Do you wish you or your staff did a better job of talking to clients about the cost of care and payment programs? Here are a few ideas from AAHA authors and speakers who have led their teams and others to practice success.
Behavior is an important aspect of pet ownership and bad behavior can lead to people surrendering their pets to shelters. Tackling behavior is a big issue, particularly for cats, who are commonly considered less trainable than dogs. AAHA’s pet behavior brochures are targeted to help clients who are facing behavioral issues at home and have been updated to fit the latest guidelines offered by AAHA.
To take the guesswork out of assessing fees, use a “fee grid” that groups surgeries by difficulty and length, suggest the authors of The Veterinary Fee Reference: Vital Statistics for Your Veterinary Practice. Setting the price for surgeries is not just about increasing last year’s fees by X percent. It also takes into account the value to the client, the time required for client education, and the time involved to provide the desired care, as well as market rates with elective surgeries.
Oral health is critical to a patient’s overall health but is only 4% of the total income of a practice, according to Financial and Productivity Pulsepoints: Vital Statistics for Your Veterinary Practice. One way to boost that number is to add a recommended dental cleaning message at the bottom of client receipts, such as “Oral health is critical to your pet’s overall health. Dental check-ups insure that.” You can also customize the message by adding the due date of the patient's next dental check-up.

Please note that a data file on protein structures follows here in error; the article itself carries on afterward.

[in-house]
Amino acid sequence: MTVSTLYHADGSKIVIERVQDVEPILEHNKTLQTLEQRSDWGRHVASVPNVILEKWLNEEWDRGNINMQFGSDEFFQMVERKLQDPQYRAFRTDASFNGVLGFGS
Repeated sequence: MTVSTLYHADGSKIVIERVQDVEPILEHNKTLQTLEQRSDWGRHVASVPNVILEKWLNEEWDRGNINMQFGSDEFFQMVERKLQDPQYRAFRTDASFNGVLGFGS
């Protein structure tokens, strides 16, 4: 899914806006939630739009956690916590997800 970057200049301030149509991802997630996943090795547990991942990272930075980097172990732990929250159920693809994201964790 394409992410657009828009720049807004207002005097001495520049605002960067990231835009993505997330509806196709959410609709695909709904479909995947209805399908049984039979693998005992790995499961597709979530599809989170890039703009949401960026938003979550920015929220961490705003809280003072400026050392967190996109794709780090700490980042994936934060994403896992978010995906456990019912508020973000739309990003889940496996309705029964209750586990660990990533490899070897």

Candid employee conversations about unacceptable behavior aren’t easy to have. In fact, you may be tempted to put off the discussion as long as you can. “Don’t,” say the authors of Practice Makes Perfect: A Complete Guide to Veterinary Practice Management. The task will only become more difficult. Instead, employ the “rule of three,” note the authors, citing Peter Bregman, a leadership consultant.
If you’re looking for economical ways to alleviate your patients’ angst when they come for a visit, the answer may be right under your nose—or eyes, ears, mouth, and body, according to the authors of Canine Medical Massage: Techniques and Clinical Applications. By appealing to your patients’ five senses with some easy-to-implement practices, you can reduce the environmental stress that impacts them.
Setting the price for lab services doesn’t have to be guesswork. In fact, by referring to four checkpoints for calculating lab costs, as well as other services, you can insure that your practice is covering its expenses. Those four checkpoints, with detailed explanations, are outlined in The Veterinary Fee Reference: Vital Statistics for Your Veterinary Practice. Also provided is valuable data about other practice fee areas in light of median household income, metropolitan status, and more.
Approximately 50% of employees leave their jobs because of their managers, according to a study by the market research firm Gallup, released April 2. And what employees increasingly want is open communication. But communication is as unique as each employee. That’s where understanding your employees’ individual behavior styles is helpful. Those styles are outlined in Practice Makes Perfect: A Complete Guide to Veterinary Practice Management, and include the Driver, the Influencer, the Analytical, and the Relater.